I liked a lot, and will definitely revisit Green Town in future.

Sep 30, 2012, 7:09pm

#47 Oh Mamie, your comment about Birdie being taken with Coco and calling the others to see is making me smile wide! :-)

Sep 30, 2012, 7:17pm

Hi Ilana- I like your painting! Very impressive. I'm glad you loved DW. It was such a joy to read. I'm still dragging my feet on Wolf Hall. No excuses either.
Hope you had a great weekend.

Edited: Oct 13, 2012, 6:52pm

129. ♫ Echo Burning by Lee Child ★★★
(Read for September Series & Sequels)

Reacher, hitchhiking and eager to get out of a town where he's just broken the nose of an officer of the law, eagerly jumps into the car of Carmen Greer, barely believing his luck that a beautiful lady in a fancy vehicle would dare pick up a huge, scary looking bum like him. But Carmen has an agenda of her own. She tells Reacher her sad story: cut off from her wealthy Mexican family after falling pregnant and marrying Texas-born Sloop Greer, she's been living in Sloop's family compound in a tiny out of the way town called Echo, where everyone despises her because of her brown skin and Mexican heritage, and Sloop's mother can't stand her own granddaughter because of her mixed blood. But worst of all is Sloop's violent temper and the harsh abuse he inflicts on Carmen on a daily basis, breaking bones and setting teeth loose. Sloop has been in jail for the past 18 months, but he's about to get out, and Carmen is desperate for protection. But is it protection she seeks, or is she actually looking for someone to kill her husband? And is she even telling the truth?

Something about this story didn't quite work for me. I didn't buy the fact that Reacher decides to go along with Carmen and involve himself in her scary family business with a bunch or rednecks. There were a lot of lectures about a lot of various topics along the way, lots and lots of statistics given, which all made it feel like Lee Child had fallen in love with his research and couldn't resist using it as filler for a story that didn't have all that much going for it. Still, I couldn't stop listening and had to hang in there till the end, so obviously Lee Child knows a thing or two about writing a gripping story. Something tells me the next one will be a lot better.

Sep 30, 2012, 7:28pm

#50 Hey Mark! Thanks for the comment on my painting. There's nothing to feel bad about, you'll get to Wolf Hall when you get to it, if it's in the stars for you. Somehow, I don't see you being terribly interested in Tudor history, but then, you always surprise me with your range. Hope you had a great weekend too. I'll be starting on 1Q84 very soon. Have you? I'll have to visit the thread soon I guess!

Just a few more reviews to go...

Sep 30, 2012, 7:36pm

>40 Smiler69: I also listened to the audiobook format and was surprised at how accessable it was. It wasn't quite as accessible for Wolf Hall (although it was excellently narrated). Bring up the Bodies had fewer confusing jumps in time and was generally more clear, I felt.

Edited: Sep 30, 2012, 8:03pm

130. ♫ Asta's Book by Barbara Vine ★★★⅓

It is 1905 and Asta Westerby and her husband Rasmus have just moved to England from Denmark with their two boys, with a third child on the way, which Asta dearly hopes will be a girl. Asta tells her story through a series of journals, in which she writes sporadically about various events, describing her family life; her marriage, her children, her maid, which make up her whole universe. Asta has an independent spirit and was not necessarily cut out to be a wife and mother, but she accepts her lot because other alternatives don't seem appealing or feasible. But this is only part of the story, because the other part takes place in a contemporary setting, sometime in the 90s, which is when this book was published. Asta's granddaughter Ann has come into her inheritance now that her aunt Swanny has passed away. Swanny was Asta's favourite child and having discovered her mother's journals after her passing, decided to have them translated and published with tremendous success. Now Ann is responsible for the manuscripts and intends to continue publishing additional volumes. But there are various mysteries to be found in what have become historical artifacts. Swanny was never able to learn the truth about her true identity after receiving an anonymous letter telling her she was not in fact Asta's child, something which Asta herself refused to confirm on way or another. Is the answer to be found in one of the volumes? But there are also mentions about a horrible crime which was a sensation in it's time, with Alfred Roper accused of murdering his wife and the disappearance of their young toddler Lizzie. Was Swanny that Roper child? And if not, what happened to Lizzie? These are mysteries which Ann and a friend producing a movie about the murder mystery are out to solve.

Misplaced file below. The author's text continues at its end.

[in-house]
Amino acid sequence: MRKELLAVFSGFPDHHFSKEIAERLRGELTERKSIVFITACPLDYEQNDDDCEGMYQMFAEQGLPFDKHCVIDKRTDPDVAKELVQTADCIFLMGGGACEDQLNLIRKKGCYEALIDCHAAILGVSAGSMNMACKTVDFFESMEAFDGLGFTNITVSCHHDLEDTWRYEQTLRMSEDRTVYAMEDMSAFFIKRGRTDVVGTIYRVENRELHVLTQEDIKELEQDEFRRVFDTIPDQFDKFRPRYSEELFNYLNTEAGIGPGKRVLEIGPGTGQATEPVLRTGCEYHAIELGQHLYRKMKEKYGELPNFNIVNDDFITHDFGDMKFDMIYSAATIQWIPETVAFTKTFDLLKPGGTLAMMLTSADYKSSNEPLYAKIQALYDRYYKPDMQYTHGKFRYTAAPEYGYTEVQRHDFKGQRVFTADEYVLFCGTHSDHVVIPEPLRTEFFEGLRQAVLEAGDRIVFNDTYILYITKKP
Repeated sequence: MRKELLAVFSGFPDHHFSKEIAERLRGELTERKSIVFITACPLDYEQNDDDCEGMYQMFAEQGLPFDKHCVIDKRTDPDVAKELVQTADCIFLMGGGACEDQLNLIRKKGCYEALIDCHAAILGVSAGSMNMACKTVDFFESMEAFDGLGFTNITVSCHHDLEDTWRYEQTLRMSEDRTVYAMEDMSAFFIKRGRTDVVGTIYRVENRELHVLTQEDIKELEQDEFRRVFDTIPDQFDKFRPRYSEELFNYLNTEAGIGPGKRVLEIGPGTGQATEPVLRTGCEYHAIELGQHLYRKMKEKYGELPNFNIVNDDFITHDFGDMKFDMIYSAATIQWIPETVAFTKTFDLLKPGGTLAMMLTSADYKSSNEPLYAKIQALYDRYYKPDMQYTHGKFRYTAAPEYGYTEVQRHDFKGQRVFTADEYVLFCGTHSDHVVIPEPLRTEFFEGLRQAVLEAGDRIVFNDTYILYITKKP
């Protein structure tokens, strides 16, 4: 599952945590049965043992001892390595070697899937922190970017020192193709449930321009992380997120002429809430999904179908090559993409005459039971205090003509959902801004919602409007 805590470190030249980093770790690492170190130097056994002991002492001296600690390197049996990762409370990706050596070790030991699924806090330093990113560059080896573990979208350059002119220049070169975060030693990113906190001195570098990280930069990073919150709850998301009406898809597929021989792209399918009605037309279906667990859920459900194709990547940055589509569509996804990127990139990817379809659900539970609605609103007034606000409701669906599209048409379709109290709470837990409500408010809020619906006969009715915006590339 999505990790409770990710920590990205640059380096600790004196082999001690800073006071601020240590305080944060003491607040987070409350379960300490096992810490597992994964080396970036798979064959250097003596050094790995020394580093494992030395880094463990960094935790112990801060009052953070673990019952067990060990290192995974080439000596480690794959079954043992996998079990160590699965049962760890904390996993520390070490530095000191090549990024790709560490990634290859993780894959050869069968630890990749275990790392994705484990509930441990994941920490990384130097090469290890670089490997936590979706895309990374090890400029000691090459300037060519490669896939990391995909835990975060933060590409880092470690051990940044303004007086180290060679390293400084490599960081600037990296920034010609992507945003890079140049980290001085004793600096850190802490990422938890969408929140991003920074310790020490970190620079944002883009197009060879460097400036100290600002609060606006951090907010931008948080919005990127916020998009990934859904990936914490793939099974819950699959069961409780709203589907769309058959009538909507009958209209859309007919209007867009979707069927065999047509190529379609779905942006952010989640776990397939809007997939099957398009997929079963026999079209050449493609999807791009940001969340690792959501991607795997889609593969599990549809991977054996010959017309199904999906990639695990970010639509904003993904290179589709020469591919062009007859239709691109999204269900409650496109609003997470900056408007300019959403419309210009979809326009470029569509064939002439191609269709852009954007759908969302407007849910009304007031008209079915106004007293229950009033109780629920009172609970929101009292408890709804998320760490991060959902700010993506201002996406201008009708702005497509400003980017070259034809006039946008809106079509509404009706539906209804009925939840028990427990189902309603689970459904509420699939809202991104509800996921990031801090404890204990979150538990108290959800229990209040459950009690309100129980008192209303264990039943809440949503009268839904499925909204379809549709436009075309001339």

The premise of this novel seemed very interesting, but I found the story very confusing, with two seemingly completely separate stories and families that had nothing in common somehow connected in a way which is only revealed at the very end. Perhaps this is a story which benefits from a second reading. Then again, perhaps my own mind is too muddled to understand a plot which doesn't follow a familiar narrative style. I also kept wondering why Asta's journals had become such hugely successful books, as they didn't seem to make for such gripping reading on their own. Don't let my confused ramblings about this book influence you though, because it seems to have met with a lot of appreciation with other readers.

Sep 30, 2012, 7:58pm

#53 Rachel, I can imagine that Wolf Hall might have been somewhat confusing and hard to follow on the audio format. Even if you didn't have the same difficulties as I did in needing to learn who all the characters were and about the historical events the story is based on, it took me a while to figure out Mantel's writing style and I really wonder how it might have sounded when narrated out loud.